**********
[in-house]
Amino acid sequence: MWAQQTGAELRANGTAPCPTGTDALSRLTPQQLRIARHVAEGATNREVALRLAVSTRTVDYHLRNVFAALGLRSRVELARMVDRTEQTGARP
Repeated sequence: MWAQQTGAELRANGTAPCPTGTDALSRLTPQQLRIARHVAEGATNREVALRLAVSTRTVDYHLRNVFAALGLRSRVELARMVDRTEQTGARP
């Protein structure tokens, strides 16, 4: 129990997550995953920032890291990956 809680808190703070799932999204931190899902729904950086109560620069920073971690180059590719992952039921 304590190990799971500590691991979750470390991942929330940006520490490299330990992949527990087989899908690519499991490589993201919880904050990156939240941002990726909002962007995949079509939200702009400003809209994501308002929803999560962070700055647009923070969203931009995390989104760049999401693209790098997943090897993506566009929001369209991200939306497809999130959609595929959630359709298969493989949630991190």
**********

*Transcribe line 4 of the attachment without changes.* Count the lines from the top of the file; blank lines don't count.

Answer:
């Protein structure tokens, strides 16, 4: 129990997550995953920032890291990956 809680808190703070799932999204931190899902729904950086109560620069920073971690180059590719992952039921 304590190990799971500590691991979750470390991942929330940006520490490299330990992949527990087989899908690519499991490589993201919880904050990156939240941002990726909002962007995949079509939200702009400003809209994501308002929803999560962070700055647009923070969203931009995390989104760049999401693209790098997943090897993506566009929001369209991200939306497809999130959609595929959630359709298969493989949630991190």